In my book Gangsters of Capitalism, I write in more detail about the clear causal links between U.S. imperialism and domestic fascism, both in the 1930s and 2020s. These were especially on display in Trump’s failed autogolpe of January 6, where the assault on the Capitol was led by veterans of the so-called War on Terror, who turned their training against their perceived domestic political enemies, as fascists have always done.

The dominant liberal theory of the case — that American authoritarianism is a foreign plot, masterminded by Vladimir Putin with assists from Xi Jinping and the Ayatollah Ali Khamenei — not only misses the deeper dynamics at play, but reinforces them. You can certainly make a case that effecting a Ukrainian victory against Russian aggression would, on the whole, deal a blow to Putin’s brand of authoritarian Christian nationalism; and that allowing a Russian victory there would threaten the fragile democracies and democratic movements in Eastern Europe and Central Asia. But that justification shatters when it comes to arming the slaughter of Palestinian civilians, especially children, in the name of “security.”

Biden seems to know that — as he told me, “Israel's security from the region is essential, but is “fundamentally different than how Israel acts in Gaza.” Yet he has so committed himself to rhetorically connecting the defense against Russia’s invasion of Ukraine and support for Israel’s invasion of Gaza — joined by somewhat tendentious ties to Iran, and to the idea that strengthening both countries’ militaries “is vital for America’s national security” — that he cannot stop. He has convinced and placated much of his base in the idea that supporting a fundamentally ethno-supremacist government in its drive to wipe out at least a significant portion of a subject people is necessary for fighting fascism. The contradictions cannot hold.

And they will not. Fascism has gone beyond being an issue of a single aging reality star president to a threat spreading through the population. A 2023 survey by American Public Media and the McCourtney Institute for Democracy at Penn State found that over a third of Millennials (age 26-41) and nearly half of Gen Zers (age 18-25) believe either that it doesn’t matter whether they live under a democracy or a dictatorship, or that “dictatorship can be good in certain circumstances.” (Just 2% of Biden’s Silent Generation felt the same.) Nor is it just an American problem: Faith in representative democracy and yearning for strongman rule is rising to different degrees all over the world, in places as disparate as Mexico, South Korea, and, most disturbingly perhaps, Germany.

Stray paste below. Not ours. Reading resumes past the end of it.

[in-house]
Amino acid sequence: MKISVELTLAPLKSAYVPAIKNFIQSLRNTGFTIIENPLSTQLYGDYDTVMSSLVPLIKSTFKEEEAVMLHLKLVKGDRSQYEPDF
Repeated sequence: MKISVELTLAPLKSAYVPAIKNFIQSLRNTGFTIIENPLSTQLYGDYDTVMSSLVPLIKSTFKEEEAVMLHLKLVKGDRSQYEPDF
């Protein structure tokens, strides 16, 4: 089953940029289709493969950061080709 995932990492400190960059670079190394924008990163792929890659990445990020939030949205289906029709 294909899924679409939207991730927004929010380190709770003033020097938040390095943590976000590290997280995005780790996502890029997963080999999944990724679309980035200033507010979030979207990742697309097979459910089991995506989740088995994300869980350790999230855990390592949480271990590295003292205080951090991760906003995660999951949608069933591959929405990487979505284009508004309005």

Biden had many chances to consolidate his gains over authoritarianism in the last four years. He could have expended his political capital in ending the undemocratic filibuster and pushing through the John Lewis Voting Rights Act. His attorney general, Merrick Garland, could have operated on a timetable that would have ensured that Trump faced justice for his attempts to steal the 2020 election and, having failed those, attempting to violently disrupt Congress to prevent the certification of his defeat. He could have denounced crackdowns against student protesters as a violent abrogation of democratic ideals. Instead, Biden’s signature legislative accomplishment in what could be the last year of his presidency is a $95 billion package to further implicate himself and the country in deadly foreign wars, including Gaza, as well as ban the most popular social media app used by young people to inform themselves about the world, in probable violation of its users’ civil rights.

In short, defeating Trump in November may be a necessary step in the effort to stem authoritarianism. But it will not be a sufficient one. And until the sitting president and his liberal base start to understand and act on that realization, the tide will only continue to rise.

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1  I’m way too much of a suburban dad to be an anarcho-communist and tankies are annoying.

2  I’ve looked into the most widely shared allegations. A student who filmed a widely shared video about being blocked from entering the pro-Palestine encampment at UCLA was not just a random “Jewish student” but a well-known pro-Israel provocateur who had been harassing the encampment for days, and was filming himself doing so again. A young woman whom a viral video claimed was “bludgeoned” by a keffieyah-wearing mob appears from another angle to have more likely to have sustained her injury after rushing toward a group of pro-Palestine protesters, then accidentally hitting her head on the ground after either falling or being pulled backward by her friends. Widely shared videos and photos of a handful of incidences of hateful and violent anti-Israel rhetoric in New York are recordings of New Yorkers protesting outside Columbia’s campus, rather than from the protest encampment itself.

Meanwhile, as noted, there have been far more numerous, well-documented cases of pro-Israel protesters not only harassing Muslim and pro-Palestinian students but engaging in violent attacks against the encampments. Those incidents have received a fraction of the White House and major media’s attention, and don’t seem to factor in overall appraisals of the pro-Israel movement or counter-protests at all.